This is a very bizarre story indeed. "I live in the centre of town (where I chose to) and it is too noisy" Good Lord. Move to the country. Don't live in a town. Why, oh why choose to live in one of the busiest streets in Ryde, and I also suspect the Island, then complain. I suspect the people moaning would move to the country then whinge because the cows are too loud, or perhaps the wind running through the trees comes through their double glazing.

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by T Rollingsworth

4th July 2013, at 13:26:31

Following on from my post, I find the noise of the muppets with massive exhausts on their chavvy Saxo's far more annoying than that of any music, what is to be done about that? Maybe we should close all roads after 9pm too?

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by T Rollingsworth

4th July 2013, at 13:20:51

Why should the bar have to sound-proof? You probably chose to live at this location, it would have been cheaper rent for this very reason. People seem to forget this.

I too live near a high street and it's fairly loud on a Friday and Saturday night, but I deal with it... I knew it would be like that!

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by Ricki Parrott

4th July 2013, at 11:25:22

No wonder pubs and clubs are dying out. If you dont like noise dont live in town. They can hardly complain about it not fitting into surroundings when that ryde school monstrosity got the go ahead and then given a **** award. Nice to have the money and buy the council right :P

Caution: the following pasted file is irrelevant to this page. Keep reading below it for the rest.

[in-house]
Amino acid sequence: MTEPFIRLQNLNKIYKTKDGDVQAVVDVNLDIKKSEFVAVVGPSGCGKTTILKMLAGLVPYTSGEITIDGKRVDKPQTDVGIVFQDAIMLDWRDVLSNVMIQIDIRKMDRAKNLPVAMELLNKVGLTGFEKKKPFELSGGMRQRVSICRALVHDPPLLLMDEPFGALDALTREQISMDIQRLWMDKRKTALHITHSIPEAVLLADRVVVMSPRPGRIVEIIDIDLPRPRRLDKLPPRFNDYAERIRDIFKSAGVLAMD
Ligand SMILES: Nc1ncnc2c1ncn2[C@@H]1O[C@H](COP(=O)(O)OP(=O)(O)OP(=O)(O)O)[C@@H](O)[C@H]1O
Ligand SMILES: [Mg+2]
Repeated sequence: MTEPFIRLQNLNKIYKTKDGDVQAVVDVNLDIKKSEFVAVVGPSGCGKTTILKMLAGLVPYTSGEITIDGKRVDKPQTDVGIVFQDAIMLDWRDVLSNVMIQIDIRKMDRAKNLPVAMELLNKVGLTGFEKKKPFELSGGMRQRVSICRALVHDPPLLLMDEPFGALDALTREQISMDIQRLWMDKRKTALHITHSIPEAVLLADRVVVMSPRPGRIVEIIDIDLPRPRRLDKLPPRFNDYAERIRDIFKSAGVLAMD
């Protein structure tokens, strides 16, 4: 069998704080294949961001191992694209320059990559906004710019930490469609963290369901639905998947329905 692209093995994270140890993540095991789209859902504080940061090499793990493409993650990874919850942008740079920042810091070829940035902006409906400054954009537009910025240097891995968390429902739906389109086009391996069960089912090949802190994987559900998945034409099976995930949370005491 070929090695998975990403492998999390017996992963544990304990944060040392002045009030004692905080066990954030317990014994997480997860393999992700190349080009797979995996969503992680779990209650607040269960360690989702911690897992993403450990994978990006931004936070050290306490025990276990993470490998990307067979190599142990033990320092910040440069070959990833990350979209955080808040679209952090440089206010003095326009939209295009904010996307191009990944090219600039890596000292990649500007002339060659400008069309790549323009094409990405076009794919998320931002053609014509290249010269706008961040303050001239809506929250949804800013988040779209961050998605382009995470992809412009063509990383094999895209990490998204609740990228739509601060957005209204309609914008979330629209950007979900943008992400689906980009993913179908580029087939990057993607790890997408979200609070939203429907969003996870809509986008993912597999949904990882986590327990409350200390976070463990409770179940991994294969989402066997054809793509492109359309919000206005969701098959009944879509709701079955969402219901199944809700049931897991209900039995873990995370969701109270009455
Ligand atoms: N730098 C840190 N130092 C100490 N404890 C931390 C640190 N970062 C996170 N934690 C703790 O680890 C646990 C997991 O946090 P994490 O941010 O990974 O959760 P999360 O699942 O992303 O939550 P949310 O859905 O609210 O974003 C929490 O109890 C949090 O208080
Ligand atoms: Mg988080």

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by ian armstrong

4th July 2013, at 10:31:24

Seems to me that there is a plain & simple vendetta here against Wight Rock. Firstly the objectors campaign to get something done about the noise. Result- Wight Rock plan to install noise protection to alleviate said noise. Secondly, not content with having caused enough misery the objectors then try to block this, creating a catch-22 situation. What do these objectors actually want? It's been posted here already- why live in a vibrant town centre setting if you are after the quiet life? It begs the question- who was there first- Wight Rock or the objectors? Give them (Wight Rock) a break and allow them to work WITH you to come to a solution; stop trying to hamper every attempt to play fair!

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by Lisa Jenkins

4th July 2013, at 10:24:57

I agree with Mark. If you don't like noise why live near a High Street?

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by b ward

4th July 2013, at 10:13:26

unless you have lived next to a place like this you do not know what it
can be like.
A pub near to me had the music so loud that even with double glazing
and all the windows closed and this in full summer i could not hear
my television and this pub was six houses away.
Why should anyone have to live with that even for the odd evening.
They should sort it out, either turn it down or some kind of sound
proofing is needed..

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by Mark Hitchman

4th July 2013, at 10:11:46

This has been a live music venue for some 20 years now, under various names, so people really shouldn't buy a property by a music venue and then expect the business to change to suit their wishes.

Any views or opinions presented in the comments above are solely those of the author and do not represent those of the Isle of Wight County Press.